The world was shocked by the terrorist attacks of September 11, 2001 (9/11), as the effect of 9/11 was far-reaching. The lives of many people permanently changed, as they were faced with the unexpected loss of loved ones. The 9/11 terrorist attacks also brought on feelings of anxiety and vulnerability as many Americans had their sense of safety and comfort threatened. Given the traumatic nature of 9/11, it is not surprising that this event would also test people's religious beliefs.
How 9/11 Affected People's Religious Beliefs
A group of researchers affiliated with the New York State Psychiatric Institute, Columbia University, and the Veterans Administration Boston Healthcare System surveyed a large number of people who had lost a loved one during the 9/11 attacks. About a quarter had lost a child, relative, or spouse, and most people had lost someone as a result of them being near the World Trade Center or in lower Manhattan during the terrorist attacks.
Most people felt their religion to be just as important after the 9/11 terrorist attacks as it was before the attacks. However, about a tenth said religion became more important and another tenth said that religion became less important to them. It seems that some people may have relied on their religious beliefs in an attempt to make sense of the terrorist attacks or gain comfort in response to their loss. On the other hand, some people may have become disillusioned or began to question aspects of their faith after the terrorist attacks. This was particularly the case for people who lost a child during the attacks.
Struggling with your religious beliefs following a traumatic event can have a big impact on how well you adjust to that traumatic event. This study found that people who said their religious beliefs were less important following 9/11 were more likely to experience complicated grief, have major depression, and develop PTSD. Believing religion to be more important didn't seem to increase or decrease risk for these problems.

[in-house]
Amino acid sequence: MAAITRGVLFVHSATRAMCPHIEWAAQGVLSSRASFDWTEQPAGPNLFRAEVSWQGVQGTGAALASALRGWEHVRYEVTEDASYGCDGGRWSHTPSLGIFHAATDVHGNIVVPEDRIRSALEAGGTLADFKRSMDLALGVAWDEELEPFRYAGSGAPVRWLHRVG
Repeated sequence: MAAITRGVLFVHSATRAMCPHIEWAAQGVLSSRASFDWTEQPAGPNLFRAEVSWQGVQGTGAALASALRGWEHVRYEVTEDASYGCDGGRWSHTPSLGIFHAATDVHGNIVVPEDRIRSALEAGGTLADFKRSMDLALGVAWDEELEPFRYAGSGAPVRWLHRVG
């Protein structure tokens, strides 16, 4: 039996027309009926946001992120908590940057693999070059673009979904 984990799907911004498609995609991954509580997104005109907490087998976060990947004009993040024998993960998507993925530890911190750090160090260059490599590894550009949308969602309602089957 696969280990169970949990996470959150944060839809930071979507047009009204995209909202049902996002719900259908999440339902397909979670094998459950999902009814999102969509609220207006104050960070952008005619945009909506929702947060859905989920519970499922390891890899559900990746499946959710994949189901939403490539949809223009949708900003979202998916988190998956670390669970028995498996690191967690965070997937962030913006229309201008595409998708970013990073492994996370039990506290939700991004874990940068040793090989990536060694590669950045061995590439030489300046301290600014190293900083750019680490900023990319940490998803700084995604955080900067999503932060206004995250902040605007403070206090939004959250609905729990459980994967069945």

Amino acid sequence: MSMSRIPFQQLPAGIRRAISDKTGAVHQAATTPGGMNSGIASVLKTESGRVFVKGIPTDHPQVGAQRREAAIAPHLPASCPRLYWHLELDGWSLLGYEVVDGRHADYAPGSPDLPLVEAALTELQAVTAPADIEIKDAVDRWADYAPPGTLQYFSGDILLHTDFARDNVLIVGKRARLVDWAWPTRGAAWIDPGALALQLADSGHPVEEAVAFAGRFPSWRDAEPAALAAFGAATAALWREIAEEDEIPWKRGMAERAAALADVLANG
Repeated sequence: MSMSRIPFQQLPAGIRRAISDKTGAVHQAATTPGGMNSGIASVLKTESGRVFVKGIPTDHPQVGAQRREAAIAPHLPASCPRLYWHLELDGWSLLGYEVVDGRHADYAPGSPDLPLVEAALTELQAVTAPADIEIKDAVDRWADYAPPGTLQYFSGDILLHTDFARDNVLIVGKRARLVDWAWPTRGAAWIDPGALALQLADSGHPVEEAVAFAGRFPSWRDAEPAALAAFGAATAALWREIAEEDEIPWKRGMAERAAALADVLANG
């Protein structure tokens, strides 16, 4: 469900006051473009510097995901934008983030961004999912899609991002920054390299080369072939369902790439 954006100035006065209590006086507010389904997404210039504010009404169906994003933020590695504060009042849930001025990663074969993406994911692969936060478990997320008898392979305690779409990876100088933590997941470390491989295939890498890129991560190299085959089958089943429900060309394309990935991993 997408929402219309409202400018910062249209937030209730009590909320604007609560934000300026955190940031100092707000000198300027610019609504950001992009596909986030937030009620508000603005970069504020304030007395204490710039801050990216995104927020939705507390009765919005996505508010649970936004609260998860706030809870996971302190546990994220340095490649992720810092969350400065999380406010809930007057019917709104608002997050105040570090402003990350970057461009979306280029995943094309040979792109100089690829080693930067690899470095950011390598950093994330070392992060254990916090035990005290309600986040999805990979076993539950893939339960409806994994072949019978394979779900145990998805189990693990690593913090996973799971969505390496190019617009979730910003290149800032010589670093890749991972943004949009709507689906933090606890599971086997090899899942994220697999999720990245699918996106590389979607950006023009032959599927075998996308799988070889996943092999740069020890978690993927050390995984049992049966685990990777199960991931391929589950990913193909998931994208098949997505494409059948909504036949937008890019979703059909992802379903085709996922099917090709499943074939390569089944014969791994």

Recovering from the Effect of a Traumatic Event
When faced with a major traumatic event, such as the 9/11 terrorist attacks, it is natural to struggle with how to make sense of that event. This is especially going to be the case when a loved one is lost as a result of that event. Relying on and strengthening religious beliefs is one way people may choose to cope with a traumatic event and unexpected loss. Relying on religion and spirituality can help some people adjust and recover from a traumatic event.
However, it is important to note that religion is not the only way to recover from such an event. A number of other factors have been found to be associated with recovery from a traumatic event, such as seeking out social support, helping others, using healthy coping strategies, and seeking out therapy.
How one copes with a traumatic event and the loss of a loved one is a very personal experience. It is very important that you find the strategy that works best for you. If you lost a loved one as a result of 9/11, there are several websites that provide helpful information on coping and recovery, such as the September 11th Families' Association and the Families of September 11th.
Seirmarco, G., Neria, Y., Insel, B., Kiper, D., Doruk, A., Gross, R., & Litz, B. (2011, July 25). Religiosity and mental health: Changes in religious beliefs, complicated grief, posttraumatic stress disorder, and major depression following the September 11, 2001 attacks. Psychology of Religion and Spirituality. Advance online publication.